The Mysterious Mystery of the Miscreants and future inspirations from the fjords of Iceland

site rencontre gratuit a montreal The following is an update of the creative work I have been pursuing over the last few months:

http://salsiando.com/finelit/5139 I am in the process of creating finished full colour screenprints for the next see Miscreants Art Collective group show which will be showcased November 2017 next year.The new show will feature old members, new members and their featured bands and their music. The show will once again feature a tape and zine package.

I have been working on an animated clip for my band frauen treffen männer Bad Vision featuring folk inspired silhouettes.

I have been working on the script and artwork for my second children’s book based around the adventures of five friends,  http://vagnvagensbygg.se/firmenit/51 the Toes. This particular story is based around the life of the little toe, Pinky.

In the month from September 17 to October 13 I will be travelling to Italy and Iceland where i hope to gain much needed inspiration from the blood stained coliseums of Rome to the hot fountain-ed Geysers of Iceland. I hope to especially emerse in the folk lore worlds of the trolls and fairies in the northern lands.

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Drawiing for one of the screenprints to be created for the Miscreants group show 2017.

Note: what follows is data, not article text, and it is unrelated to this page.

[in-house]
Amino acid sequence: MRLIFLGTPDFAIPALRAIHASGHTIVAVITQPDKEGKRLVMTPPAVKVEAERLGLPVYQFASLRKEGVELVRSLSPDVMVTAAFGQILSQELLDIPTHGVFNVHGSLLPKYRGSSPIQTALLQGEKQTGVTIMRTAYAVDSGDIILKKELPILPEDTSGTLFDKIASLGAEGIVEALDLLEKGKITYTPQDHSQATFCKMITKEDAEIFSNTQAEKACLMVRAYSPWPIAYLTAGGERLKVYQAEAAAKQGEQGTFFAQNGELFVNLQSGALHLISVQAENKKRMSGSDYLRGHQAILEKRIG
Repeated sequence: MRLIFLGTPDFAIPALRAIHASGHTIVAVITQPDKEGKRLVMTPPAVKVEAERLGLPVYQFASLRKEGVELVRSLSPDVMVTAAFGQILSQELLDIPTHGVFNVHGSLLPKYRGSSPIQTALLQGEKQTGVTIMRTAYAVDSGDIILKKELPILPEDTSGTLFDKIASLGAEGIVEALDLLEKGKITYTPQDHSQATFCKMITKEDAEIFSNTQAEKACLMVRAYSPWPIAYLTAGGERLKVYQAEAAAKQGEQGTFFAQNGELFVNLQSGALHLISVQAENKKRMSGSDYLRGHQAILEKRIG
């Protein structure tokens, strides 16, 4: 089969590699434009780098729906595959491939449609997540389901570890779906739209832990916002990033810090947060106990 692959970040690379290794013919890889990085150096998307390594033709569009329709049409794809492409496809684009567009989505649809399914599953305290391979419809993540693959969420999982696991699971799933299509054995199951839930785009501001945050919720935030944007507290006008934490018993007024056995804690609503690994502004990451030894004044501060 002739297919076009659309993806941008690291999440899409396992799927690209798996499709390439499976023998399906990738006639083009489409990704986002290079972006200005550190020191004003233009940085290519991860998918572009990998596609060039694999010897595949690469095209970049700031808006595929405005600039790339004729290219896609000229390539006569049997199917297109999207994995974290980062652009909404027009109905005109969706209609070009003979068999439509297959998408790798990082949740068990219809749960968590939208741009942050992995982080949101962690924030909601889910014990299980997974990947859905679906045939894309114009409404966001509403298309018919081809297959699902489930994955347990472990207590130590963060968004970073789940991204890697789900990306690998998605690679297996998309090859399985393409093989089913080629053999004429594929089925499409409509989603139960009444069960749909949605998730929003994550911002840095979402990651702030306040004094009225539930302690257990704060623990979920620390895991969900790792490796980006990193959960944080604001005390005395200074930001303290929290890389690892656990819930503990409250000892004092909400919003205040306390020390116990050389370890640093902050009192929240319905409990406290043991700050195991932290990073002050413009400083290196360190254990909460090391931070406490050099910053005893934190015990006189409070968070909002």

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Miscreants images looking to the future

Miscreants Art Collective Nov 6 Off the Kerb 2015

Miscreants Art Collective Nov 6 Off the Kerb 2015


Miscreants Art Collective Nov 6 Off the Kerb 2015

Miscreants Art Collective Nov 6 Off the Kerb 2015

Miscreants Art Collective Nov 6 Off the Kerb 2015

Miscreants Art Collective Nov 6 Off the Kerb 2015

Miscreants Art Collective Nov 6 Off the Kerb 2015

Miscreants Art Collective Nov 6 Off the Kerb 2015

Miscreants Art Collective Nov 6 Off the Kerb 2015

Miscreants Art Collective Nov 6 Off the Kerb 2015

Miscreants Art Collective Nov 6 Off the Kerb 2015

Miscreants Art Collective Nov 6 Off the Kerb 2015

Miscreants Art Collective Nov 6 Off the Kerb 2015

Miscreants Art Collective Nov 6 Off the Kerb 2015

Miscreants Art Collective Nov 6 Off the Kerb 2015

Miscreants Art Collective Nov 6 Off the Kerb 2015

Miscreants Art Collective Nov 6 Off the Kerb 2015

Miscreants Art Collective Nov 6 Off the Kerb 2015

Miscreants Art Collective Nov 6 Off the Kerb 2015

Miscreants Art Collective Nov 6 Off the Kerb 2015

Miscreants Art Collective Nov 6 Off the Kerb 2015

Miscreants Art Collective Nov 6 Off the Kerb 2015

Miscreants Art Collective Nov 6 Off the Kerb 2015

Miscreants Art Collective Nov 6 Off the Kerb 2015

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The Inaugural Miscreants Exhibition Nov 6. 2015

source The Scouts Midnight Woolf Pronto Tankerville Swim Team Thee Cha Cha Chas IMG_4751_1 IMG_4744_1 IMG_4732_1 IMG_4729_1 IMG_4724_1 IMG_4719_1 IMG_4718_1 IMG_4715_1 IMG_4764_1 Miscreants Artists Collective Exhibition
October 30-November 13
Opening November 6
Featured members:

Andrew Lang
Per Bystrom
Mel Grisancich
Brooke Penrose
Jerome Rush
Steve Gavan
Joel Morrison
TJ Day
Carolyn Hawkins
Lauren Rigbye
Lluis Fuzzhound

site de rencontre celibataire morbihan Manifesto